A while ago I was driving to hear a talk near where I live and I was running late. I must have gotten distracted and I swerved and had a near miss with another car on a curvy road. I pulled over to the shoulder and a woman in another car stopped and talked to me from her car. I said “No, no, I’m fine” as I was anxious to be on my way.
But the woman could see that I was a little shook up. She told me I seemed rattled and suggested that I calm down before resuming my drive. In retrospect I noticed that (1) she was doing therapy (2) she did it without being asked (3) she did it with a stranger i.e. me, and (4) she did it quite well.
What is psychotherapy?
According to the American Psychological Association:
“Psychotherapy is a collaborative treatment based on the relationship between an individual and a psychologist. A psychologist provides a supportive environment that allows you to talk openly with someone who is objective, neutral and nonjudgmental.”
But then what? What are the essential skills that therapists use when they talk to clients?
The woman who talked to me from her car and got me to calm down was being “supportive, objective and non-judgmental” but she was also being some other things as well.
I am also reminded of Antoinette Tuff who was able to talk a gunman down last August in a Georgia school. In these memorable excerpts she said:
“It’s going to be all right, sweetie… I just want you to know I love you, though, OK? And I’m proud of you. That’s a good thing that you’re just giving up and don’t worry about it. We all go through something in life…I thought the same thing, you know, I tried to commit suicide last year after my husband left me. But look at me now. I’m still working and everything is OK.”
The skills everyone can use
The essence of the therapy relationship, and the reason it is helpful, is that it is arranged to optimally allow people to notice or “get in touch with” themselves.
Attending. When you play a therapeutic role with someone you are giving them your full attention, meaning you are not distracted by some other agenda of your own. You may have your own motives and needs but they don’t prevent you from listening fully and being fully present. This is sometimes called attunement or active listening.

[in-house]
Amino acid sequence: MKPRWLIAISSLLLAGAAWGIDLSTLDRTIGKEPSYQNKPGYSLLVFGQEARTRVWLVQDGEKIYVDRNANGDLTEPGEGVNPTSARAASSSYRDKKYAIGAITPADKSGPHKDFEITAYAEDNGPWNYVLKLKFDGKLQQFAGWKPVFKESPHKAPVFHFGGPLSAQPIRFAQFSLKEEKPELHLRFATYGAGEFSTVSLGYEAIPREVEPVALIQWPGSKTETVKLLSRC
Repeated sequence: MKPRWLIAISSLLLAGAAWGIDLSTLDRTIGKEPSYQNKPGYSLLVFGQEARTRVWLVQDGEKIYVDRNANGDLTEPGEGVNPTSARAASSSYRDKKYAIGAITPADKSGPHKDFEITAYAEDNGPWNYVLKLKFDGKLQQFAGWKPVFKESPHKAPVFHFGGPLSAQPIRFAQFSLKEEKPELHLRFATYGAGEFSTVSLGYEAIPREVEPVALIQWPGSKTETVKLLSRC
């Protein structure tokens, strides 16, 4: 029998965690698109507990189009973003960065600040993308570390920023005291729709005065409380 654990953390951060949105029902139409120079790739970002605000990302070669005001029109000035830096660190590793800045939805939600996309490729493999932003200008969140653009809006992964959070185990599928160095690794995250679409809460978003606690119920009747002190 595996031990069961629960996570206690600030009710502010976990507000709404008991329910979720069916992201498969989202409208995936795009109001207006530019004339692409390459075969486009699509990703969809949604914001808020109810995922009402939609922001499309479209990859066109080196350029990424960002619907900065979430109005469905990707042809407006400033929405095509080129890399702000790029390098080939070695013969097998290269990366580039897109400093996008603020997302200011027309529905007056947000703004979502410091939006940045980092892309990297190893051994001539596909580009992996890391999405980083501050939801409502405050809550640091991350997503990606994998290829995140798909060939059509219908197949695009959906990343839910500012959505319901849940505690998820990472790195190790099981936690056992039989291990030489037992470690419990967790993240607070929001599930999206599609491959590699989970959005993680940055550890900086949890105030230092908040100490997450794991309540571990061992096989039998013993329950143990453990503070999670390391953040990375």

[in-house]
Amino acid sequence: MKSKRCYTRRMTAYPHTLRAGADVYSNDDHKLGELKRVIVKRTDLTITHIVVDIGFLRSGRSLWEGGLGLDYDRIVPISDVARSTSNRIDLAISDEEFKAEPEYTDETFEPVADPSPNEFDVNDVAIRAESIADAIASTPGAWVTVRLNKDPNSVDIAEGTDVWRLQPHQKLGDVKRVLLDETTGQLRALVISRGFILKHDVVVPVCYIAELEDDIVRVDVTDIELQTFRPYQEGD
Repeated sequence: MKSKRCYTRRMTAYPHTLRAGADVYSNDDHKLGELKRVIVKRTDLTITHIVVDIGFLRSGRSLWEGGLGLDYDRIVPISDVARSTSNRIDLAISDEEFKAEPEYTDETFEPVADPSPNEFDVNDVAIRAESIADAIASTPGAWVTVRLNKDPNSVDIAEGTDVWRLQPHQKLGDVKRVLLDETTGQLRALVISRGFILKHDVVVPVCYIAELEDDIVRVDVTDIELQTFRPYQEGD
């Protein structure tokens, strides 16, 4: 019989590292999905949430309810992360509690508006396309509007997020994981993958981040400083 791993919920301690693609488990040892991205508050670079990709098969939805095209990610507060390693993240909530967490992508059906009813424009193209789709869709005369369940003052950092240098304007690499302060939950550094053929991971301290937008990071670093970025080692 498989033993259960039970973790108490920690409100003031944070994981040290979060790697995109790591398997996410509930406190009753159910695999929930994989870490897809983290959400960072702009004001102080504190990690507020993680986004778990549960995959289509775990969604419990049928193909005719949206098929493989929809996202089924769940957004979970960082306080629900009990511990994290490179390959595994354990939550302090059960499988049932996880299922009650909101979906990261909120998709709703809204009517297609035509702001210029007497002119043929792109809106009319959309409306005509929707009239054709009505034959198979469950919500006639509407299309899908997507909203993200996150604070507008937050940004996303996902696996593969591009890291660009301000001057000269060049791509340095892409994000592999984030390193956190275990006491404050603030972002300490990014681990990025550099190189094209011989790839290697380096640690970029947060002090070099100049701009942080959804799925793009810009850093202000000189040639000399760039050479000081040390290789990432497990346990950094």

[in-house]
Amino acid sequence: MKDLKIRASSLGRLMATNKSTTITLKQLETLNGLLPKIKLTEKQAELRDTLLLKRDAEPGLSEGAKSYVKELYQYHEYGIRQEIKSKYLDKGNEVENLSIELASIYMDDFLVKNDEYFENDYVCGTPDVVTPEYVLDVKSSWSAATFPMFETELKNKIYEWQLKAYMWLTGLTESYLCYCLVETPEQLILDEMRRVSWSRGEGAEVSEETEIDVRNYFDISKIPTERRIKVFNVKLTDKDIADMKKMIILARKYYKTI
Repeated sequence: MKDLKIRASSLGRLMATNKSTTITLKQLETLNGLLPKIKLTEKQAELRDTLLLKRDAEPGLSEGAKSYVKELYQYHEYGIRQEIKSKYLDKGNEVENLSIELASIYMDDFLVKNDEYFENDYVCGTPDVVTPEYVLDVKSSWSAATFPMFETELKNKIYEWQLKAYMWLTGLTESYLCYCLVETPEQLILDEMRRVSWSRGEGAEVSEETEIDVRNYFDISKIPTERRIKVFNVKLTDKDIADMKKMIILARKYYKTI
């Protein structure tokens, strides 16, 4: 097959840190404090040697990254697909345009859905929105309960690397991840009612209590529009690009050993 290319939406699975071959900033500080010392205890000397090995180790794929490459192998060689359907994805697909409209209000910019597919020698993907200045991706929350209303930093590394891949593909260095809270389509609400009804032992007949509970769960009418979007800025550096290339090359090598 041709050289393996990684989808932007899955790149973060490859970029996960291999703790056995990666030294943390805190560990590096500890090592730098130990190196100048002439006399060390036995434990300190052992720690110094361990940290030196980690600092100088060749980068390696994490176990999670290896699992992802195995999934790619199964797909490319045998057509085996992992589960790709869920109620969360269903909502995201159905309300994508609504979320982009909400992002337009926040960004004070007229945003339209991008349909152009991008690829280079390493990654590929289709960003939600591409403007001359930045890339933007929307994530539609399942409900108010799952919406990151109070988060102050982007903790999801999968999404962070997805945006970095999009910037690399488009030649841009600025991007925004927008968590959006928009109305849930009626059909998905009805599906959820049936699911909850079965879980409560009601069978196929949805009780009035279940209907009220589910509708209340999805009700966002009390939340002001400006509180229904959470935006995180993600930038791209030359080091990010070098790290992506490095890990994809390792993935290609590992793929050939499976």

Reflecting. Reflecting is essentially letting the person know that you are attending to them and that you understand what they are saying and that you perceive their emotional state. It is neutral. The woman in the car didn’t say to me “You can’t drive now because you’d be a menace on the road.” She just said she could see that I was shook up.
Validating. This involves letting the person know that you genuinely accept them as they are. It indicates a belief that what they think or feel is not stupid or crazy. Once a person feels safe in assuming that their feelings, thoughts or behavior have some kind of logic then it becomes safe for the person to further examine their own inner life.
Reframing. This is a way to help the person see things from a different perspective. This is why it is hard to do therapy on ourselves. We get stuck in our own point of view and it takes another person to help us see things in a different light. This is not just seeing the glass half full or pointing to a silver lining. It is letting the person see through your eyes the fact that there may be different aspects or outcomes to the problem they face.
Everybody can and should function as a therapist at times. Not that everybody can deal with all psychological problems. Even trained therapists can’t treat everything and we often refer people to other specialists.
It may be unrealistic to envision a world in which professional therapists are not longer needed. People are often busy or preoccupied and may not have the time to give to others in this way even if they know how. We are willing to pay someone who has these skills to give us their undivided attention and time.
Yet in any caring society everyone, and certainly every parent, should ideally be able to put a certain minimal level of therapy skill into practice.